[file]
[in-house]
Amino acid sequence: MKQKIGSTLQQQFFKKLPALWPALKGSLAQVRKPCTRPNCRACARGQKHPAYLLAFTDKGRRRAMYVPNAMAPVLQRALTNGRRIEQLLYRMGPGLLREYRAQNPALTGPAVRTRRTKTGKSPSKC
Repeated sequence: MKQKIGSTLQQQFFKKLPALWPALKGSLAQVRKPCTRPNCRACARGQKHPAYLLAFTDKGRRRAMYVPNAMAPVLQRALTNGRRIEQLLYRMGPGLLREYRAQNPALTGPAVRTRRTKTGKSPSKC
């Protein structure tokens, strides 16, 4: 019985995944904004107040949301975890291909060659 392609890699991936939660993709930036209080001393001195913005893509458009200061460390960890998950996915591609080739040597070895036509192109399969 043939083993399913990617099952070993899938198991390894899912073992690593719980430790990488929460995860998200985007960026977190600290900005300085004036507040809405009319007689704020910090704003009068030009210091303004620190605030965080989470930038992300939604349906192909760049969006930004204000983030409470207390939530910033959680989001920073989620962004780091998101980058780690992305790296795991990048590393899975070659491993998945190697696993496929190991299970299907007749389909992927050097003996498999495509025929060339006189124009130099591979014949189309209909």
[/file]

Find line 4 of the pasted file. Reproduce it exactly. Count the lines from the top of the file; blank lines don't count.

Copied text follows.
């Protein structure tokens, strides 16, 4: 019985995944904004107040949301975890291909060659 392609890699991936939660993709930036209080001393001195913005893509458009200061460390960890998950996915591609080739040597070895036509192109399969 043939083993399913990617099952070993899938198991390894899912073992690593719980430790990488929460995860998200985007960026977190600290900005300085004036507040809405009319007689704020910090704003009068030009210091303004620190605030965080989470930038992300939604349906192909760049969006930004204000983030409470207390939530910033959680989001920073989620962004780091998101980058780690992305790296795991990048590393899975070659491993998945190697696993496929190991299970299907007749389909992927050097003996498999495509025929060339006189124009130099591979014949189309209909």